Thursday, 9 June 2016

Arrived! #settlingin

We woke this morning to the early dawn light pouring in through our bedroom window. This is a new experience - for the last few years we have faced the sunset. Magpies chatter, blackbirds fly low between the shrubs, a wood pigeon coos. Wonderful. This is the first day here at Morningstar.

The last few days at Barnsfield have been packing and cleaning, and we are nearly there. Inbetween, I go to school. Little time for reflection, but one happening on Moving Day will stay in our memories.

Late in the evening the night before, just at dusk, we were in the garden when we found a seagull wandering around. The dog, of course, objected furiously - she hates birds of any size or description, and watches vigilantly through the glass of the front door for avian intruders: after all, if cat burglars are well known, who knows what criminal mischief birds or rabbits might get up to? Robins are tolerated, but blackbirds are seen off with a growl and a bark.  Ducks need to be chased with insouciance. Seagulls and pigeons are annoying. Aeroplanes are scowled at thoughtfully, with a tinge of regret that they are too far distant to take real action.

So there was much Shouting At The Dog, locking her in the house, and the seagull fluttered into the air briefly, then landed again. It staggered, bumping into my bicycle as if it was having difficulty seeing, hopping awkwardly up the rockery, through fuchsia and heather, then disappeared. There was no sign of it the next morning.


Then on Moving Day itself, a pigeon landed and proceeded to take a brief bath in the pond among the duckweed and water lilies. Quite unusual, but then it didn't leave. It strutted around the edge of the pond, wandering into the corner of the wall which hosts the compost heap. And stayed. And stayed. It stood there, its eye staring almost unblinkingly at us, showing no signs of wanting to leave.

Oddly enough, after the initial objections, the dog ignored it. A clear sign that something was wrong. After all, pigeons don't usually visit us and this one - a smart blue-grey with bars on its tail (unsurprisingly, it's called a Blue Bar) - showed no signs of leaving. I noticed it was ringed, one blue, one yellow: a racing pigeon, perhaps? So I rang our friend Mick, racing pigeon expert, for advice.

Anxiously watching it to see what it should do, I said, "It's still here."
"Oh, he won't be flying off in a hurry," said Mick.
"Really? How long is it likely to stay?"
"Oh, about ten days."
"Yes, and he'll need feeding during that time.  He's too exhausted to fly off anywhere. Tell you what, I'll come round and get him if you like."

I accepted gratefully. Under normal circumstances, I would have rushed out and bought Racing Pigeon Bird Seed, but we were moving house. All the way from the Vale to Torteval - a distance of approximately seven miles, as the pigeon flies. I couldn't leave the pigeon as a weak security guard and it was Too Far to visit frequently enough. (Yes, really. Announcing that I was moving to Torteval was equivalent to saying that I was moving to the other side of the world - New Zealand, even. I'll have to bribe my friends with cake for them to even consider making The Journey.)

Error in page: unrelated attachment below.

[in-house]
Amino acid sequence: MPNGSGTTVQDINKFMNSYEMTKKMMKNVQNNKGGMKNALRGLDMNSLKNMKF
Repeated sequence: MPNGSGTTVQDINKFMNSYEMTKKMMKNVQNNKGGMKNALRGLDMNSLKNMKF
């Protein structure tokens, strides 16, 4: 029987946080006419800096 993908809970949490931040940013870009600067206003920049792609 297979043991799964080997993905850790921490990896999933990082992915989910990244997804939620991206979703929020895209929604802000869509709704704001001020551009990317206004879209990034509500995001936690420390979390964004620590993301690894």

Mick came with his little Guernsey Racing Pigeon Club lorry, loaded with wicker pigeon carrier, a ball of string and some bird seed. (I never did work out what the string was for.) Mick crept up to the pigeon, hands spread out at the ready, pouncing on it at the last minute. Held carefully in his hands, the pigeon gazed trustingly up at The Expert, knowing it was now safe.

"Where did it come from?" I asked, expecting the answer to be France, at  least, or perhaps somewhere in the Midlands.
"Let's take a look." Carefully spreading its wing, Mick showed me the red ink label stamped on the feathers. "Oooh, it's came a long way. Maybe even as far as Torteval."  TORTEVAL? The pigeon belonged to The GRPC.   Mick carefully deposited the bird in the carrier and bade me a cheerful farewell.

So, two birds in 24 hours.

Significant: birds have played symbolic roles in our story. Eagles and other birds of prey were constant companions when Richard was gliding in Africa, soaring next to the large 'bird' with curiosity. And there have been significant individual encounters, too. Many years ago - twenty, perhaps - Richard was swimming in a pool at a game lodge in Amboseli National Reserve, Mount Kilimanjaro forming the backdrop, when a pigeon fluttered down and landed on his head. He swam to the side, where it hopped off and walked away, but not before we noticed it had a wound on its breast.

A wounded bird reflected our hearts. At the time, we were going through a period of difficulty and loss.
A bird that didn't seem to see properly reflected our own confusion when we were not sure which direction our lives should take.
An exhausted bird mirrors our tiredness.

"Yet those who hope, wait for and trust in the LORD will gain new strength; They will mount up with wings like eagles..." Isaiah 40:31
"Amazing grace! How sweet the sound, that saved a wretch like me! I once was lost, but now am found; was blind, but now I see..."

How often have we found this to be true. 

Now, a new chapter. Last week before we moved, as I locked up at Morningstar after a day of gardening, I saw a wood pigeon standing, disgruntled, on the empty bird bath. He glared at me as if to say: "Where's the water? Come on, you're supposed to be looking after me."  There are already many birds flying through the shrubbery in this garden here and I sense that they will be morning visitors and will become another part of our story. Already, a robin has come to say hello.

Cat and Andy arrive in a few weeks' time. I wonder if birds will be part of their story too, somehow? Or perhaps something else significant?

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